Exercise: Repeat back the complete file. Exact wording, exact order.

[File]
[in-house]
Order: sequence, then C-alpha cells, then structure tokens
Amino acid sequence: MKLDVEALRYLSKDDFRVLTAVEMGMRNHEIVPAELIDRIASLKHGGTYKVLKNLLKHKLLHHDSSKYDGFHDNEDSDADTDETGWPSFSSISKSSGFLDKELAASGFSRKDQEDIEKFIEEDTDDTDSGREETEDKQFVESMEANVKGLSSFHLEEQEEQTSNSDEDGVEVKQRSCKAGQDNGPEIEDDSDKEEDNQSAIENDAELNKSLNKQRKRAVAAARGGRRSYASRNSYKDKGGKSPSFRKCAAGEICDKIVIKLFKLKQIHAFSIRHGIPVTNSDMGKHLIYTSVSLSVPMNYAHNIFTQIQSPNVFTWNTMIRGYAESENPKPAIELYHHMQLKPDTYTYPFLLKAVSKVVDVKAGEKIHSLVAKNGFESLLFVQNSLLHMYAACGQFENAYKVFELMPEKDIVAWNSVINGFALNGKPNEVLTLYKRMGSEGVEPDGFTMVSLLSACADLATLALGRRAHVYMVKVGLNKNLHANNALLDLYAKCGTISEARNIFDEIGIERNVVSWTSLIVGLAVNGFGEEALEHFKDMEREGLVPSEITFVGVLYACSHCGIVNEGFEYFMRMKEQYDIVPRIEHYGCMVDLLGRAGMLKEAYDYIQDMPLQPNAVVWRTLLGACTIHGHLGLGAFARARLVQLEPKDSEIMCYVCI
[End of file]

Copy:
[in-house]
Order: sequence, then C-alpha cells, then structure tokens
Amino acid sequence: MKLDVEALRYLSKDDFRVLTAVEMGMRNHEIVPAELIDRIASLKHGGTYKVLKNLLKHKLLHHDSSKYDGFHDNEDSDADTDETGWPSFSSISKSSGFLDKELAASGFSRKDQEDIEKFIEEDTDDTDSGREETEDKQFVESMEANVKGLSSFHLEEQEEQTSNSDEDGVEVKQRSCKAGQDNGPEIEDDSDKEEDNQSAIENDAELNKSLNKQRKRAVAAARGGRRSYASRNSYKDKGGKSPSFRKCAAGEICDKIVIKLFKLKQIHAFSIRHGIPVTNSDMGKHLIYTSVSLSVPMNYAHNIFTQIQSPNVFTWNTMIRGYAESENPKPAIELYHHMQLKPDTYTYPFLLKAVSKVVDVKAGEKIHSLVAKNGFESLLFVQNSLLHMYAACGQFENAYKVFELMPEKDIVAWNSVINGFALNGKPNEVLTLYKRMGSEGVEPDGFTMVSLLSACADLATLALGRRAHVYMVKVGLNKNLHANNALLDLYAKCGTISEARNIFDEIGIERNVVSWTSLIVGLAVNGFGEEALEHFKDMEREGLVPSEITFVGVLYACSHCGIVNEGFEYFMRMKEQYDIVPRIEHYGCMVDLLGRAGMLKEAYDYIQDMPLQPNAVVWRTLLGACTIHGHLGLGAFARARLVQLEPKDSEIMCYVCI